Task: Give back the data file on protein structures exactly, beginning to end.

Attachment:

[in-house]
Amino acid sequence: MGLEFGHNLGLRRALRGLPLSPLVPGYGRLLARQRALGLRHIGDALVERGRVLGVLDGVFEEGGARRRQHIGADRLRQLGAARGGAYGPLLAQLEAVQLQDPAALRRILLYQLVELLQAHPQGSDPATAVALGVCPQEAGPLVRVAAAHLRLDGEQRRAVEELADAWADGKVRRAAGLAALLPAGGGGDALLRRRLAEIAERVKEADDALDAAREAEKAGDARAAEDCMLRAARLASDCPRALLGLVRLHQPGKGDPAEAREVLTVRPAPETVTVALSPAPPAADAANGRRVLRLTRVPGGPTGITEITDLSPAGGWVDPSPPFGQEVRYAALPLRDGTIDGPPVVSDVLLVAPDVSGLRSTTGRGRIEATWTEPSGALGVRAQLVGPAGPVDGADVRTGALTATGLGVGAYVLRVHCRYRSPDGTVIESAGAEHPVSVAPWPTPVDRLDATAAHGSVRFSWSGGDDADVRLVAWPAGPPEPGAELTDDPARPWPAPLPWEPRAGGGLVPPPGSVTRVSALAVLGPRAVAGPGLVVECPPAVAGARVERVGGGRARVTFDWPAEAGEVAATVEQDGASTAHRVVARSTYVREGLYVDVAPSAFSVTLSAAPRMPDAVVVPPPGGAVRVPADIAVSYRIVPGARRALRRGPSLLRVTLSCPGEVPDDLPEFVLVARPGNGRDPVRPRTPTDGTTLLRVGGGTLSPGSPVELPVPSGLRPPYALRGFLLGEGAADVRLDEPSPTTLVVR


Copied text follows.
[in-house]
Amino acid sequence: MGLEFGHNLGLRRALRGLPLSPLVPGYGRLLARQRALGLRHIGDALVERGRVLGVLDGVFEEGGARRRQHIGADRLRQLGAARGGAYGPLLAQLEAVQLQDPAALRRILLYQLVELLQAHPQGSDPATAVALGVCPQEAGPLVRVAAAHLRLDGEQRRAVEELADAWADGKVRRAAGLAALLPAGGGGDALLRRRLAEIAERVKEADDALDAAREAEKAGDARAAEDCMLRAARLASDCPRALLGLVRLHQPGKGDPAEAREVLTVRPAPETVTVALSPAPPAADAANGRRVLRLTRVPGGPTGITEITDLSPAGGWVDPSPPFGQEVRYAALPLRDGTIDGPPVVSDVLLVAPDVSGLRSTTGRGRIEATWTEPSGALGVRAQLVGPAGPVDGADVRTGALTATGLGVGAYVLRVHCRYRSPDGTVIESAGAEHPVSVAPWPTPVDRLDATAAHGSVRFSWSGGDDADVRLVAWPAGPPEPGAELTDDPARPWPAPLPWEPRAGGGLVPPPGSVTRVSALAVLGPRAVAGPGLVVECPPAVAGARVERVGGGRARVTFDWPAEAGEVAATVEQDGASTAHRVVARSTYVREGLYVDVAPSAFSVTLSAAPRMPDAVVVPPPGGAVRVPADIAVSYRIVPGARRALRRGPSLLRVTLSCPGEVPDDLPEFVLVARPGNGRDPVRPRTPTDGTTLLRVGGGTLSPGSPVELPVPSGLRPPYALRGFLLGEGAADVRLDEPSPTTLVVR